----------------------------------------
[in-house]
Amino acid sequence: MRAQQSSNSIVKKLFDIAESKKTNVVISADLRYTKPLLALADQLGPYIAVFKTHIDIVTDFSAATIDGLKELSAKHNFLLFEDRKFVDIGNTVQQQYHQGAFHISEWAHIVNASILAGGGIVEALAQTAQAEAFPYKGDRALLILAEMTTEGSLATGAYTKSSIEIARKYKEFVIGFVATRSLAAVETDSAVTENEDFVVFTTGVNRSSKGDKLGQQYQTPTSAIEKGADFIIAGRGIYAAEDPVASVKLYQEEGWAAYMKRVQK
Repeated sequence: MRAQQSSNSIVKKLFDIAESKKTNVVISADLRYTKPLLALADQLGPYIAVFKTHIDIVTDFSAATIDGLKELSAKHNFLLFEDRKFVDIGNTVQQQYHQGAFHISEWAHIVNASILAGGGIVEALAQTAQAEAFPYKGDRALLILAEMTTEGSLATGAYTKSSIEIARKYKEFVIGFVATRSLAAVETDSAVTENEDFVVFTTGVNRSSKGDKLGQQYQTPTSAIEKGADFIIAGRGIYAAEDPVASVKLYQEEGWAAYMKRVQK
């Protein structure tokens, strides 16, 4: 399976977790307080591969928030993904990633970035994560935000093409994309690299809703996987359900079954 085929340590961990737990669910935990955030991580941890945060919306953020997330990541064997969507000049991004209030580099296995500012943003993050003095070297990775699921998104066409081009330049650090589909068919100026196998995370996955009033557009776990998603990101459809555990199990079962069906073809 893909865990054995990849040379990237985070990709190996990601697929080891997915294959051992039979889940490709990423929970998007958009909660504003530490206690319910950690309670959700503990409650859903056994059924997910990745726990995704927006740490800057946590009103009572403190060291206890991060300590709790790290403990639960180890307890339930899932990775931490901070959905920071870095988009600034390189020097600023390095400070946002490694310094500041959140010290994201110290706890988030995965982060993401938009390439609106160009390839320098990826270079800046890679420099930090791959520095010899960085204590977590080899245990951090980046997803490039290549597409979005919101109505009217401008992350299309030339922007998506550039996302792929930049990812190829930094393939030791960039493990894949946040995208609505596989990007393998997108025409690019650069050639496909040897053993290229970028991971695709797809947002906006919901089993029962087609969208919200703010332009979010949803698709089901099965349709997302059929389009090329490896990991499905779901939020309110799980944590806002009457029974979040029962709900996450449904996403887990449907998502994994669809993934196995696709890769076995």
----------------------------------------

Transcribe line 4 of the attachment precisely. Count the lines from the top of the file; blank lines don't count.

């Protein structure tokens, strides 16, 4: 399976977790307080591969928030993904990633970035994560935000093409994309690299809703996987359900079954 085929340590961990737990669910935990955030991580941890945060919306953020997330990541064997969507000049991004209030580099296995500012943003993050003095070297990775699921998104066409081009330049650090589909068919100026196998995370996955009033557009776990998603990101459809555990199990079962069906073809 893909865990054995990849040379990237985070990709190996990601697929080891997915294959051992039979889940490709990423929970998007958009909660504003530490206690319910950690309670959700503990409650859903056994059924997910990745726990995704927006740490800057946590009103009572403190060291206890991060300590709790790290403990639960180890307890339930899932990775931490901070959905920071870095988009600034390189020097600023390095400070946002490694310094500041959140010290994201110290706890988030995965982060993401938009390439609106160009390839320098990826270079800046890679420099930090791959520095010899960085204590977590080899245990951090980046997803490039290549597409979005919101109505009217401008992350299309030339922007998506550039996302792929930049990812190829930094393939030791960039493990894949946040995208609505596989990007393998997108025409690019650069050639496909040897053993290229970028991971695709797809947002906006919901089993029962087609969208919200703010332009979010949803698709089901099965349709997302059929389009090329490896990991499905779901939020309110799980944590806002009457029974979040029962709900996450449904996403887990449907998502994994669809993934196995696709890769076995």